Best Spots for Ski Touring
No matter what you call it—backcountry skiing, off-piste skiing, or alpine touring—this sport is all about skiing off the groomed trails and climbing a slope and then skiing down it. Far from the crowds, often surrounded by pristine natural beauty, ski touring fans are hooked on the satisfying sense of freedom and heart-pumping exertion this sport brings! Here are some helpful tips and recommendations on how to enjoy it to the fullest in the Québec City area.
Jacques-Cartier National Park
This little slice of heaven for experienced skiers with their own equipment offers 3 different backcountry zones with drops ranging from 200 to 330 metres. The first two areas are close to the welcome centre and very easy to get to, while the third is about a 7 km hike away, but those willing to put in the effort will be rewarded with some primo powder. Since these areas don’t open until there’s at least a metre of snow on the ground, it’s always best to ask what’s open before heading to the park.
Sentiers du Moulin
- Nick Dignard
This off-piste ski area is the closest to Québec City and offers woodland skiing and 170 metres of vertical drop. The trail up to the summit takes less than 20 minutes. Sentiers du Moulin is the perfect spot to get your snow fix if you’re short on time. You can also rent equipment from the sunny new reception building that doubles as a great après-ski spot.
Massif de Charlevoix
- Le Massif de Charlevoix, Jean-Sébastien Chartier
A plethora of powder, vertical drops of up to 800 metres, and one of the most breathtaking views of the St. Lawrence around—welcome to the Mont à Liguori sector at Massif de Charlevoix. There are multiple trails to get you to the top, and all the descents ultimately lead back to the resort’s groomed trails. The extensive network of skiable areas makes it easier for beginners who can split the descent in two for a more manageable 200-metre vertical drop. The Alpine Touring day pass includes one lift in a chairlift or gondola, and you can rent equipment.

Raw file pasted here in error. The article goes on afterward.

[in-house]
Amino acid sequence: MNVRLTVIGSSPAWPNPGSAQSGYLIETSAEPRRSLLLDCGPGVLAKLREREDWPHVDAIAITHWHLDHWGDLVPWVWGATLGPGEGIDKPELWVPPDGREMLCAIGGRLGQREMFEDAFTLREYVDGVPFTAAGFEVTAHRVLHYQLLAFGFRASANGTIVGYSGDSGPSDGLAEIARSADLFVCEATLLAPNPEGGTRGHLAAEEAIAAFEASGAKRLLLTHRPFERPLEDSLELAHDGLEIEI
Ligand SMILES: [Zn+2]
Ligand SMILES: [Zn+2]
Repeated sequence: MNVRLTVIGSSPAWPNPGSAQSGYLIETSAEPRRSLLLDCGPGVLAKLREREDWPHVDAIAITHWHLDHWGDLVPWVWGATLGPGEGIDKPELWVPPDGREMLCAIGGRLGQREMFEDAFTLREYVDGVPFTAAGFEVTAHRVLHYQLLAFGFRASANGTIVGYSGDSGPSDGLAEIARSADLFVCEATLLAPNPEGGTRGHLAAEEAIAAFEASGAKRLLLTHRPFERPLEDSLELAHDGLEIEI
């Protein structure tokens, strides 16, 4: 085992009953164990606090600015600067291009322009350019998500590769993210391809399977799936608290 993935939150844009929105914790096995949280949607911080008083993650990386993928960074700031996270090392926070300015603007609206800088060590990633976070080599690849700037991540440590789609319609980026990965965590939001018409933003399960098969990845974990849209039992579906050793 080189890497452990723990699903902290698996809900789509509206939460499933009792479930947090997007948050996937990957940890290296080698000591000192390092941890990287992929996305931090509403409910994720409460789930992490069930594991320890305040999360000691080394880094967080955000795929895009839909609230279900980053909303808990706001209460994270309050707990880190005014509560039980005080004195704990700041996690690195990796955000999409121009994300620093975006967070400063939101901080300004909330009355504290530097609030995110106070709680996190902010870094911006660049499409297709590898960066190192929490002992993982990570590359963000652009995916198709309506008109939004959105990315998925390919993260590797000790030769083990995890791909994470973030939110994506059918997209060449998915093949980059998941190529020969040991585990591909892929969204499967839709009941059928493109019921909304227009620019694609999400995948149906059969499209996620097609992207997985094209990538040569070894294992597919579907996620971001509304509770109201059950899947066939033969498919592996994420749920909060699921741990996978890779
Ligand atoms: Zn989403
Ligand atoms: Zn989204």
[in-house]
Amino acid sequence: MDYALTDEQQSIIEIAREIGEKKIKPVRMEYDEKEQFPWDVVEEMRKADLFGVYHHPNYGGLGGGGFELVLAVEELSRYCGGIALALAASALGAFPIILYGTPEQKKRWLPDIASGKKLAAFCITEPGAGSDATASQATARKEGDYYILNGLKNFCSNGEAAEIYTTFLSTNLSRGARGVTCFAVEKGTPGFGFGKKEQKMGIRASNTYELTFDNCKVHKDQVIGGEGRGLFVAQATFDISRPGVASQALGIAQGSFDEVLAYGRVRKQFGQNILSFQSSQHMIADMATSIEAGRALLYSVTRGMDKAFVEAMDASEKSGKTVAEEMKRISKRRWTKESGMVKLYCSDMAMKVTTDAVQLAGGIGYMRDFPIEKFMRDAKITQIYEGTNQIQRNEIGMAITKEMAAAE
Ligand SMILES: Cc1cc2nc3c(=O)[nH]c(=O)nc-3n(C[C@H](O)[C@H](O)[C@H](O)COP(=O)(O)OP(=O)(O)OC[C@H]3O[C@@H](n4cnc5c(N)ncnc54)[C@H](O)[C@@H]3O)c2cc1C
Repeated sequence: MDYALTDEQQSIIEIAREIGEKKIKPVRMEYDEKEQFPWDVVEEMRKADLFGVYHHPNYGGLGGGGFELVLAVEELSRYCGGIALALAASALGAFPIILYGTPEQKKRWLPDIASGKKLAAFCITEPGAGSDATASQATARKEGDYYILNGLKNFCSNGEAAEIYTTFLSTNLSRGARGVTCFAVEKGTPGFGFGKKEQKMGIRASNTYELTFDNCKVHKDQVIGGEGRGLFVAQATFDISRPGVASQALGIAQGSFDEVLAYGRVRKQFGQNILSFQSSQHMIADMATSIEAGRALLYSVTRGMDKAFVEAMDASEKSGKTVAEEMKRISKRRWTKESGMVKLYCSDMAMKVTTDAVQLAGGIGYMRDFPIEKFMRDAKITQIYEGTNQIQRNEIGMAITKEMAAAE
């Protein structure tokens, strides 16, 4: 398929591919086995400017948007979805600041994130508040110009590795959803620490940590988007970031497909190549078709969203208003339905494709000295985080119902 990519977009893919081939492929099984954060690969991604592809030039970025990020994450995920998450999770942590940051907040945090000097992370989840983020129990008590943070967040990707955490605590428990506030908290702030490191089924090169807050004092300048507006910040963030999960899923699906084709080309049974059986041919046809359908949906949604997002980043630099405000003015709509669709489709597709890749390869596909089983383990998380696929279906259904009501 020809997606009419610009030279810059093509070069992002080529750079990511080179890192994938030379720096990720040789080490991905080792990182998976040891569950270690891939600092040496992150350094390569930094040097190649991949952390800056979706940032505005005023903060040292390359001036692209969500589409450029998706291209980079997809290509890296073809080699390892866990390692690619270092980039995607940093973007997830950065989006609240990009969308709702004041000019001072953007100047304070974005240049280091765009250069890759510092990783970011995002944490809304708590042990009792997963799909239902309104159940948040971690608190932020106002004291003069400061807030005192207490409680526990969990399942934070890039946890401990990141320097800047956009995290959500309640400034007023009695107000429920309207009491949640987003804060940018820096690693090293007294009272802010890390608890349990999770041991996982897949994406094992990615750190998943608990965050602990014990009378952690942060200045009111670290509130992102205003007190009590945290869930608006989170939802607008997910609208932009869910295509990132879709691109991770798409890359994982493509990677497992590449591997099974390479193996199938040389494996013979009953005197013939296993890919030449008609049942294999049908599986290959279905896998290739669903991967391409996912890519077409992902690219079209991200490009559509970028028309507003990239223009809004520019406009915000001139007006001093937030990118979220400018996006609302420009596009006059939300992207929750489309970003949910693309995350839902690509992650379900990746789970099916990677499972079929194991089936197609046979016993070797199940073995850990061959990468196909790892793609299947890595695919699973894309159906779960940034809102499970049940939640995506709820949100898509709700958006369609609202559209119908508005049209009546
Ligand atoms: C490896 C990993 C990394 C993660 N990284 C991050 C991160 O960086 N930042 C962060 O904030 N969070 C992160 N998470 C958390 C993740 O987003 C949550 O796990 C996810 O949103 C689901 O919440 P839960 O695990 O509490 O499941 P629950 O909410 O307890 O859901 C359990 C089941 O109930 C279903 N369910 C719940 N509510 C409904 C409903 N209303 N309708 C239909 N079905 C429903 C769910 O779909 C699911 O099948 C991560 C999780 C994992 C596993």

Mont-Sainte-Anne and Stoneham
- Mont-Sainte-Anne, Michelangelo Oprandi
Over at Mont-Sainte-Anne and Stoneham ski resorts, all downhill runs are on traditional downhill ski trails since backcountry skiing is not allowed.
At Station touristique Stoneham, alpine hiking is newly offered on a trail leading to the summit in about 60 minutes.
At Mont-Sainte-Anne, ski touring enthusiasts can climb their way to the top on three marked trails, with one located on the north face. This resort is still one of the best places for those looking to give alpine touring a try: it’s easy to rent equipment, they offer beginner clinics, and the trails are patrolled, which can be reassuring for first timers. The fabulous views of the St. Lawrence River and Île d’Orléans from the summit will be your greatest reward.
Ski Touring Excursions
There’s nothing better than going out with a guide to learn the basics of the sport or to discover a ski area’s best-kept secrets. To get the most out of backcountry skiing, it helps if you already have some downhill skiing experience.
- Quatre Natures: For beginners, a guided excursion with Quatre Natures is a great way to get familiar with the loaner equipment and master uphill and downhill skiing techniques at Jacques Cartiers National Park.
- Québec Pure Expérience/Éco Plein air: The spectacular ski area at Vallée Bras-du-Nord Park is accessible only if you go with a guide from this adventure tourism outfit. But that means you’re less likely to run into others so you get to be the first to schuss your way through the deep, untouched snow.
Ski Touring Season
Resorts wait until a good amount of snow has fallen before opening up their backcountry ski areas. Generally, the season doesn’t start before January and ends in mid-March.
Clothing and Gear
When you’re in the forest sheltered from the wind (especially going uphill), the winter cold often fades into the background. It’s best to wear layers so you can adjust as needed to stay comfortable. Basic gear includes touring skis with climbing skins and free-heel boots. If you’re just starting out, it’s best to go with a guide to learn the basics before heading out on your own.